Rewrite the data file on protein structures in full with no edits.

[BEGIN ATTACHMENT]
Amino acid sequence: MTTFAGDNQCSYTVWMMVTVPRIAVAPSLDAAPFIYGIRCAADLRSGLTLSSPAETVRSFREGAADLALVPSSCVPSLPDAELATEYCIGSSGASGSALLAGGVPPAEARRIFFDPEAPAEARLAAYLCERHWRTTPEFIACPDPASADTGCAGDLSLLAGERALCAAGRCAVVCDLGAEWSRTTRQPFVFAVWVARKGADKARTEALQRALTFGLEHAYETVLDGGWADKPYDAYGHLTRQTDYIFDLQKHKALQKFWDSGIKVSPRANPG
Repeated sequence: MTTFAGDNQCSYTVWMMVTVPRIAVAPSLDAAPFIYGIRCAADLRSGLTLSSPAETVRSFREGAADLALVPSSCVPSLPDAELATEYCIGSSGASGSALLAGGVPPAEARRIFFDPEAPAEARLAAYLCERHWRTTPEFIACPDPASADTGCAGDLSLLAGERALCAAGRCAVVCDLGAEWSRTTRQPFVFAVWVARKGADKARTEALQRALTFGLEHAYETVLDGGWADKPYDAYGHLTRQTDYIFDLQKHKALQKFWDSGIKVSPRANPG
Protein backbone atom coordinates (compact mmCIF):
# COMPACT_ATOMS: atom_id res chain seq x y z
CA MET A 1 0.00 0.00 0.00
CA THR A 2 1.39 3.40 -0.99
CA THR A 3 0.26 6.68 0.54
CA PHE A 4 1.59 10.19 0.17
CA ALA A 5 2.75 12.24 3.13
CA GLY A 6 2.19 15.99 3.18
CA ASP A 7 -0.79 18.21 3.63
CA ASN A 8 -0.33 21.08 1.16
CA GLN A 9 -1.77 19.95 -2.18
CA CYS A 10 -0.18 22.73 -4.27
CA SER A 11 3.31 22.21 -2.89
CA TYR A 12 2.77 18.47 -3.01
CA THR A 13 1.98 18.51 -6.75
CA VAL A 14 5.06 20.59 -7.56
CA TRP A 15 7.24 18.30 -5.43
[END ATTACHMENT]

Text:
Amino acid sequence: MTTFAGDNQCSYTVWMMVTVPRIAVAPSLDAAPFIYGIRCAADLRSGLTLSSPAETVRSFREGAADLALVPSSCVPSLPDAELATEYCIGSSGASGSALLAGGVPPAEARRIFFDPEAPAEARLAAYLCERHWRTTPEFIACPDPASADTGCAGDLSLLAGERALCAAGRCAVVCDLGAEWSRTTRQPFVFAVWVARKGADKARTEALQRALTFGLEHAYETVLDGGWADKPYDAYGHLTRQTDYIFDLQKHKALQKFWDSGIKVSPRANPG
Repeated sequence: MTTFAGDNQCSYTVWMMVTVPRIAVAPSLDAAPFIYGIRCAADLRSGLTLSSPAETVRSFREGAADLALVPSSCVPSLPDAELATEYCIGSSGASGSALLAGGVPPAEARRIFFDPEAPAEARLAAYLCERHWRTTPEFIACPDPASADTGCAGDLSLLAGERALCAAGRCAVVCDLGAEWSRTTRQPFVFAVWVARKGADKARTEALQRALTFGLEHAYETVLDGGWADKPYDAYGHLTRQTDYIFDLQKHKALQKFWDSGIKVSPRANPG
Protein backbone atom coordinates (compact mmCIF):
# COMPACT_ATOMS: atom_id res chain seq x y z
CA MET A 1 0.00 0.00 0.00
CA THR A 2 1.39 3.40 -0.99
CA THR A 3 0.26 6.68 0.54
CA PHE A 4 1.59 10.19 0.17
CA ALA A 5 2.75 12.24 3.13
CA GLY A 6 2.19 15.99 3.18
CA ASP A 7 -0.79 18.21 3.63
CA ASN A 8 -0.33 21.08 1.16
CA GLN A 9 -1.77 19.95 -2.18
CA CYS A 10 -0.18 22.73 -4.27
CA SER A 11 3.31 22.21 -2.89
CA TYR A 12 2.77 18.47 -3.01
CA THR A 13 1.98 18.51 -6.75
CA VAL A 14 5.06 20.59 -7.56
CA TRP A 15 7.24 18.30 -5.43